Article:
Fexuprazan is a potassium-competitive acid blocker (P-CAB) designed to block proton pumps from secreting gastric acid in the stomach. Fexuprazan is being developed for the treatment of erosive esophagitis (EE), a condition that impacts millions of patients in the US. It is estimated that 65 million people in the US have gastroesophageal reflux disease (GERD) and that 20% of GERD sufferers have EE.
EE is characterized by breaks (irritation and damage) in the inner lining of the esophagus (tube that runs from the throat to the stomach) caused by a recurring reflux of acidic stomach contents over time. Symptoms of EE and GERD may include heartburn (a rising, burning sensation behind the breastbone) and regurgitation (sensation of backward flow of liquid content up into the chest or throat). Complications (which are not very common) include narrowing (strictures) of the esophagus that can lead to difficulty swallowing or food getting stuck (in the chest).
Current standard treatments for EE and GERD include medicines called Proton Pump Inhibitors (PPIs). PPIs became a standard of care in the treatment of acid-related GI disorders after their introduction in the 1980s. PPIs are useful and widely prescribed drugs around the world. However, they do present some shortcomings, the most important of which are a relatively slow onset and lack of 24-hour acid control. These limitations have left a sizable patient population with EE to look for alternatives that can provide sustained efficacy throughout the day and prevent relapse of EE and heartburn symptoms over time.
Fexuprazan is part of a class of drugs called P-CABs, which have been shown to act more rapidly and suppress the secretion of acids more effectively and for a longer duration than PPIs. Fexuprazan has the potential to provide significant improvement over the current standard of care in treating EE and other acid-related GI disorders, providing patients with an alternative to PPIs.
NG101 is a potent, selective and peripherally restricted dopamine D2 receptor antagonist currently in Phase 2 clinical development for the treatment of gastroparesis. Neurogastrx has generated preclinical data indicating that in addition to its potent antiemetic properties, NG101 is also expected to significantly increase gastric motility, conferring NG101 an ideal pharmacological profile for the treatment of gastroparesis.
Gastroparesis is a chronic, severe and debilitating disorder that may be associated with dysfunction in the enteric nervous system, causing the movement of food from the stomach to the small intestine to slow or stop, and preventing or disrupting normal digestion. Common symptoms include nausea, vomiting, bloating, early satiety, fullness after eating and abdominal pain. These symptoms are chronic and often constant, significantly impacting the patient’s quality of life. Severe cases result in the inability to digest foods and liquids and lead to malnutrition, weight loss and dehydration, periodically requiring hospitalization.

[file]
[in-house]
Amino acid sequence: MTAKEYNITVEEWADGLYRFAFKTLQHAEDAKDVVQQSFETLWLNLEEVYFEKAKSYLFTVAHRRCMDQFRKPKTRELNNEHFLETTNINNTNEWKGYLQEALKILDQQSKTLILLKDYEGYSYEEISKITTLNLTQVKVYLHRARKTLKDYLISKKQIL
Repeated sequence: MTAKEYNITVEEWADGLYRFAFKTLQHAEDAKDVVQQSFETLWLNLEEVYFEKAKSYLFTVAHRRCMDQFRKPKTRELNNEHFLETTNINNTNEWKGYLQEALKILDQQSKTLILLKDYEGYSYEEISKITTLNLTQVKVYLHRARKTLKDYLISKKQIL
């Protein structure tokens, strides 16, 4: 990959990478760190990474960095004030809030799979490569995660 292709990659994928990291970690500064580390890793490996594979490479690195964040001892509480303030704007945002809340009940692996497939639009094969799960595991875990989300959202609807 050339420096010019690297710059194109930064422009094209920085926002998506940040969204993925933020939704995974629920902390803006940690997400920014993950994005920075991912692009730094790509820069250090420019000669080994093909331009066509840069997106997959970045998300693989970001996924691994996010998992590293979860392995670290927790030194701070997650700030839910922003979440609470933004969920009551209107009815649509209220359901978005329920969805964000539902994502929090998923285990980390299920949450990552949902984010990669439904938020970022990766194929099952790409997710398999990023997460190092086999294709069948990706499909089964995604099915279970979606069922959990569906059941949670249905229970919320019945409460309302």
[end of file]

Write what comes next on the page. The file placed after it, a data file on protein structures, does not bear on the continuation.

The only approved therapy for gastroparesis in the US, metoclopramide, is a D2 antagonist developed several decades ago and has significant neurological side effects due to its interactions with a variety of receptors throughout the brain. These CNS toxicities have resulted in a black box warning limiting its use to 12 weeks. Other drugs in the class have shown other adverse events, including cardiovascular problems that have prevented them from being approved in the US. Neurogastrx aims to bring forward a D2 antagonist appropriate for first-line therapy without the side effects that have plagued the class for decades.
NG101 has dual mechanisms of action: central antagonism of D2 receptors in the area postrema, an area of the brain stem outside of the blood brain barrier resulting in its potent antiemetic and anti-nauseant properties, and blockade of D2 receptors in the guts which results in a positive effect on motility.
Also, NG101 and its major metabolite are substrates of P-Glycoprotein, an important protein of the cell membrane that pumps many foreign substances out of cells, including preventing them from crossing the blood-brain barrier. This important characteristic of NG101 makes central nervous system adverse events unexpected.
Preclinical data shows that NG101 has the potential to be an improvement over the current standard of care as it does not cross the blood-brain-barrier and does not alter cardiac rhythm, another concern for products in this class. These features may provide safety and tolerability advantages over existing marketed products.